BWW Review: THE CHERRY ORCHARD, Barbican Theatre
A long-established, if ossifying, social and political order is demolished by a wealthy, coarse property developer? Only
with in Russia...
More of that stuff later, but it's certainly good timing for The Moscow Pushkin Drama Theatre to bring their slightly surreal The Cherry Orchard to the heart of The City of London, which is not short of people willing to make hard nosed financial decisions over the heads of those with other priorities.
Director, Vladimir Mirzoev, catches the comedy (dark and, occasionally, broad) and the tragedy in Chekhov's celebrated drama of social convulsion, the almost bare set bringing the words to the fore. And those words are in Russian, the surtitles keeping us apprised of what's actually being said - though many Chekhovites will hardly need them.
Victoria Isakova gives us an almost distracted Ranevskaya (I half expected her to reappear with herbs singing a nonsense song), still resisting the sale of the family's famous orchard, but seemingly resigned to her destiny. She's rather better at somewhat inadvertently seducing younger men than making her case for her estate - indeed, there's more than a little of an A Little Night Music vibe in play, especially with the splendid onstage band. The physical presence of her dead son Grisha (at times doubled, like the girls in The Shining) adds to this sense of hopeless paralysis brought on by unresolved PTSD.
There's quite a lot of sexual undercurrent (and, sometimes, just current) in the Russian summer air, with Anastasia Mitrazhik a coquettish, Lolita-ish Dunyasha and Alexander Dmitriev delivering a fine comic turn as the preposterously pompous radical student, Trofimov, whose every word is undermined by his every action, definitely a man who these days would have at least two social media profiles.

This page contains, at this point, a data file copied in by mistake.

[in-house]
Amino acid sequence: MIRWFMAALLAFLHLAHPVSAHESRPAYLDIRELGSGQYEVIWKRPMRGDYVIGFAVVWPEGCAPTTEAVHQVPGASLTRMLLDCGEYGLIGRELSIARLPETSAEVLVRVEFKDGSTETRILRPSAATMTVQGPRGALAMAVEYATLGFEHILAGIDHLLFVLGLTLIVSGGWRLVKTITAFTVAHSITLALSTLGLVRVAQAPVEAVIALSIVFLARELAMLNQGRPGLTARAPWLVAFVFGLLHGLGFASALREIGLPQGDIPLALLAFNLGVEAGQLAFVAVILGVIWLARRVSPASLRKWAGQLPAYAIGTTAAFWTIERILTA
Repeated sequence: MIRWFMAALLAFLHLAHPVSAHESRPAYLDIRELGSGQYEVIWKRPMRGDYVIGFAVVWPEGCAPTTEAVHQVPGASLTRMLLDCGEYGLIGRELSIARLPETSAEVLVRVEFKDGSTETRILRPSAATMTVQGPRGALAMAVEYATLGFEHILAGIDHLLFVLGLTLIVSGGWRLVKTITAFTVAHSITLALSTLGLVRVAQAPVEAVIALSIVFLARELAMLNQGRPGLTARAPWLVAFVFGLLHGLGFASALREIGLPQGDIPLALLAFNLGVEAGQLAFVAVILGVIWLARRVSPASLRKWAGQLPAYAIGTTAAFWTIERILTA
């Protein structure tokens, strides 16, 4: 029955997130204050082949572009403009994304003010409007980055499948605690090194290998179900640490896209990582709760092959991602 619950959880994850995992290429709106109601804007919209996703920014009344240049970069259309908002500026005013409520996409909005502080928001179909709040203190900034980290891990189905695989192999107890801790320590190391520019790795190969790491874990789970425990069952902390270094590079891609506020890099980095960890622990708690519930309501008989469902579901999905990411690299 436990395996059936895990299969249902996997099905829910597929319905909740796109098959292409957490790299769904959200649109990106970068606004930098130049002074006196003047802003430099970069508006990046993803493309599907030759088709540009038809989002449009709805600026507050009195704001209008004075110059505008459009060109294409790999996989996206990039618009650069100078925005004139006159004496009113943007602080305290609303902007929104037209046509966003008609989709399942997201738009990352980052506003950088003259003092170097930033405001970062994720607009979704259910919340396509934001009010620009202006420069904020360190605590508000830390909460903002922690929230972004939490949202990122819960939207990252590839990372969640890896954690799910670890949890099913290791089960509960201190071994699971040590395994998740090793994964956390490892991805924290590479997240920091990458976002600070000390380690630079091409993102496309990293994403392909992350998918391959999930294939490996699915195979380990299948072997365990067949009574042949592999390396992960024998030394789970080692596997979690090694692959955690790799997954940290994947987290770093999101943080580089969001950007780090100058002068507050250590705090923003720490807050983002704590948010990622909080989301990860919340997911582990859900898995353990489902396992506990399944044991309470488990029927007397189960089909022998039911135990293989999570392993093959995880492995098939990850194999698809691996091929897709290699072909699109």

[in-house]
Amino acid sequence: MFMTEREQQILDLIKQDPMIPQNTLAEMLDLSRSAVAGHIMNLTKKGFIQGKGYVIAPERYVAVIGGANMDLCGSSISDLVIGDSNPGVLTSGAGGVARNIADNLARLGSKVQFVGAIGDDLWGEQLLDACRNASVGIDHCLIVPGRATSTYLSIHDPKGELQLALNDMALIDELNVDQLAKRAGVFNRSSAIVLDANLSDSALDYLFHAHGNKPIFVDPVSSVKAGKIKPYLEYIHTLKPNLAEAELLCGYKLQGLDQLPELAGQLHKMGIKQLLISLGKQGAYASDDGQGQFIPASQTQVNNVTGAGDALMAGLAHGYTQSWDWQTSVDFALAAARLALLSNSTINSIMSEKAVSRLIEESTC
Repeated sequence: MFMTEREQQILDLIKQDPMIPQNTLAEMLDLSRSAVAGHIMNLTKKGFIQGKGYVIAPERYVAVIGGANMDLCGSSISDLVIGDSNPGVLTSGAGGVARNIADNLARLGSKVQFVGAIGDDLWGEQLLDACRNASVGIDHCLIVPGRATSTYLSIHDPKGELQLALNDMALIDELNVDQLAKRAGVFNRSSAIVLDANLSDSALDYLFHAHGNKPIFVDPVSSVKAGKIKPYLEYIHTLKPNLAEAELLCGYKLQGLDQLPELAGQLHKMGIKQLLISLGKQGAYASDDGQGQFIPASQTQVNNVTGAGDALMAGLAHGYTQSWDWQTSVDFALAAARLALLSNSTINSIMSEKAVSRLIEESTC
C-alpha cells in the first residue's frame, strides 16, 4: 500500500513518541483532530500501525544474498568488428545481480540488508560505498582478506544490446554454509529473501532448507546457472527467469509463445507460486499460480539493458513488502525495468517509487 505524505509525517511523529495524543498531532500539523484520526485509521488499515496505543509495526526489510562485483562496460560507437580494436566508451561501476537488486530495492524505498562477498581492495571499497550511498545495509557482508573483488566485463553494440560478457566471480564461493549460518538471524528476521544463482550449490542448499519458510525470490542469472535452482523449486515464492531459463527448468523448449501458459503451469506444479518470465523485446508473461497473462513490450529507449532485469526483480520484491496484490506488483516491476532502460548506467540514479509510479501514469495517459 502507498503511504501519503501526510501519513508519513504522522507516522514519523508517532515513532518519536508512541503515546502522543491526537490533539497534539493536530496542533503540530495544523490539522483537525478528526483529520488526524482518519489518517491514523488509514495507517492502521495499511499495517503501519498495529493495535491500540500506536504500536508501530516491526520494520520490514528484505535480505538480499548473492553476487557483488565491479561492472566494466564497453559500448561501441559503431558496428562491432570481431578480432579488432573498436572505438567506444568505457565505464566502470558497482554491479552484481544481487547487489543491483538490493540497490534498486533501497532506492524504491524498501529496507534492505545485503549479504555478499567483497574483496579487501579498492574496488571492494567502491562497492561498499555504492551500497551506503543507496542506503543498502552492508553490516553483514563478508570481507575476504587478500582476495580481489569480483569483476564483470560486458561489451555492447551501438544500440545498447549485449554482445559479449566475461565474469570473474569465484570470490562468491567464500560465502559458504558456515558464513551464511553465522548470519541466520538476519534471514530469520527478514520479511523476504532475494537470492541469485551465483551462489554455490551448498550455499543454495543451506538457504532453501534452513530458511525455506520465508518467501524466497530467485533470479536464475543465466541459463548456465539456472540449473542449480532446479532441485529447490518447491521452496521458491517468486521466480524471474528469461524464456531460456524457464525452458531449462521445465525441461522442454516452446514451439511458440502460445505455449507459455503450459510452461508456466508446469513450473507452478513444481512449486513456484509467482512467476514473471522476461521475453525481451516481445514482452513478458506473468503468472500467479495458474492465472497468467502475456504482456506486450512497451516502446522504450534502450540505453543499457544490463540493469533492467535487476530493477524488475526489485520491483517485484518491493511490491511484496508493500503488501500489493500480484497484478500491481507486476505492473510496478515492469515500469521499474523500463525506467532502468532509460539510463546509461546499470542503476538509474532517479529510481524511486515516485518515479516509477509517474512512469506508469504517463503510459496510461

But, more so than any previous version I've seen, this Cherry Orchard (appropriately I suppose) belongs to Lopakhin, the son of serfs made good, the man riding a wave of new money, the man with the vision to take his chance and the vulgarity to celebrate it in front of those who enslaved his forebears.
Alexander Petrov spends two hours vesting his character with charisma, a veneer of decency and a conscientious attitude - we admire him for his patience amongst the fools and popinjays. But that changes in the closing hour, in which we see him for the ruthless opportunist he is, hiding in plain sight as the smartest ones always do, but no less destructive for it. That he simply locks the old retainer Firs in the boarded up house is a foreshadowing of how he will treat the powerless in the future.
It's almost as if this Lopakhin might be a metaphor for the political journey from Mikhail Gorbachev to Vladimir Putin...
Photo Alex Yocu